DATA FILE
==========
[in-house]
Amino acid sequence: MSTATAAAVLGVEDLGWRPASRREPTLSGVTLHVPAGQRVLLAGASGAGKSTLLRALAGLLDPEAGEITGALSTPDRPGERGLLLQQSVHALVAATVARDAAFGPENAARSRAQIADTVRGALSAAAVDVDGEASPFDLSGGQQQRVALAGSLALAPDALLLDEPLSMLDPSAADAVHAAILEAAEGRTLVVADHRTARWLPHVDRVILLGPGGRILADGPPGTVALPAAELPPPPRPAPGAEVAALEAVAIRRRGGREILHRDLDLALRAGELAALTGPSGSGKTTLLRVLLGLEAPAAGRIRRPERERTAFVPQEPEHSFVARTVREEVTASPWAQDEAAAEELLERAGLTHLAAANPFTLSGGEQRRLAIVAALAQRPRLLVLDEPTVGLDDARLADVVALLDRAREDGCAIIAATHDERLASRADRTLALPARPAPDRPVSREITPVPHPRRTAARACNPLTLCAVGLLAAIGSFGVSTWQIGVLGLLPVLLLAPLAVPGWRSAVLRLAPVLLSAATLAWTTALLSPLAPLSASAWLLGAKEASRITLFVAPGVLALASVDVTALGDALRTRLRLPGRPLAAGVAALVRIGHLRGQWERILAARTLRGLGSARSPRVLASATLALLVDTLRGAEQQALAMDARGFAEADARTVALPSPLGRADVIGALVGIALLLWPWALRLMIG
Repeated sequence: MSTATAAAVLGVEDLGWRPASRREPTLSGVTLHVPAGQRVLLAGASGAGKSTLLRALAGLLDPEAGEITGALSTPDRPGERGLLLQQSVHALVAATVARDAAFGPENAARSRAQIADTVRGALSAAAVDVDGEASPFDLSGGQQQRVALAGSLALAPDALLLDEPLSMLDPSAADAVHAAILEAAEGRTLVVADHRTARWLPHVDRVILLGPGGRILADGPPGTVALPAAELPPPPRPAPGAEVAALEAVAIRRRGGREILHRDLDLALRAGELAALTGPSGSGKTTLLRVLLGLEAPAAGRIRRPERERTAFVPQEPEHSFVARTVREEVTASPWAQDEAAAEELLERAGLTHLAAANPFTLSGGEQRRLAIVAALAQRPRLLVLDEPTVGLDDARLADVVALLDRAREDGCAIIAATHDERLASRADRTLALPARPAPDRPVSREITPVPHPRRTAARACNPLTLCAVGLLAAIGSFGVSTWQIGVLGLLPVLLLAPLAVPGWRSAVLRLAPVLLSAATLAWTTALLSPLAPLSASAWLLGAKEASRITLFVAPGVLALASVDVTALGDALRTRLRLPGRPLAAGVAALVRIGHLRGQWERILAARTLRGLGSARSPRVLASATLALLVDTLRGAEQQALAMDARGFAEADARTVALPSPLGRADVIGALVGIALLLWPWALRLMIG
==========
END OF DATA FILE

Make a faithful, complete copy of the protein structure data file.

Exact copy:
[in-house]
Amino acid sequence: MSTATAAAVLGVEDLGWRPASRREPTLSGVTLHVPAGQRVLLAGASGAGKSTLLRALAGLLDPEAGEITGALSTPDRPGERGLLLQQSVHALVAATVARDAAFGPENAARSRAQIADTVRGALSAAAVDVDGEASPFDLSGGQQQRVALAGSLALAPDALLLDEPLSMLDPSAADAVHAAILEAAEGRTLVVADHRTARWLPHVDRVILLGPGGRILADGPPGTVALPAAELPPPPRPAPGAEVAALEAVAIRRRGGREILHRDLDLALRAGELAALTGPSGSGKTTLLRVLLGLEAPAAGRIRRPERERTAFVPQEPEHSFVARTVREEVTASPWAQDEAAAEELLERAGLTHLAAANPFTLSGGEQRRLAIVAALAQRPRLLVLDEPTVGLDDARLADVVALLDRAREDGCAIIAATHDERLASRADRTLALPARPAPDRPVSREITPVPHPRRTAARACNPLTLCAVGLLAAIGSFGVSTWQIGVLGLLPVLLLAPLAVPGWRSAVLRLAPVLLSAATLAWTTALLSPLAPLSASAWLLGAKEASRITLFVAPGVLALASVDVTALGDALRTRLRLPGRPLAAGVAALVRIGHLRGQWERILAARTLRGLGSARSPRVLASATLALLVDTLRGAEQQALAMDARGFAEADARTVALPSPLGRADVIGALVGIALLLWPWALRLMIG
Repeated sequence: MSTATAAAVLGVEDLGWRPASRREPTLSGVTLHVPAGQRVLLAGASGAGKSTLLRALAGLLDPEAGEITGALSTPDRPGERGLLLQQSVHALVAATVARDAAFGPENAARSRAQIADTVRGALSAAAVDVDGEASPFDLSGGQQQRVALAGSLALAPDALLLDEPLSMLDPSAADAVHAAILEAAEGRTLVVADHRTARWLPHVDRVILLGPGGRILADGPPGTVALPAAELPPPPRPAPGAEVAALEAVAIRRRGGREILHRDLDLALRAGELAALTGPSGSGKTTLLRVLLGLEAPAAGRIRRPERERTAFVPQEPEHSFVARTVREEVTASPWAQDEAAAEELLERAGLTHLAAANPFTLSGGEQRRLAIVAALAQRPRLLVLDEPTVGLDDARLADVVALLDRAREDGCAIIAATHDERLASRADRTLALPARPAPDRPVSREITPVPHPRRTAARACNPLTLCAVGLLAAIGSFGVSTWQIGVLGLLPVLLLAPLAVPGWRSAVLRLAPVLLSAATLAWTTALLSPLAPLSASAWLLGAKEASRITLFVAPGVLALASVDVTALGDALRTRLRLPGRPLAAGVAALVRIGHLRGQWERILAARTLRGLGSARSPRVLASATLALLVDTLRGAEQQALAMDARGFAEADARTVALPSPLGRADVIGALVGIALLLWPWALRLMIG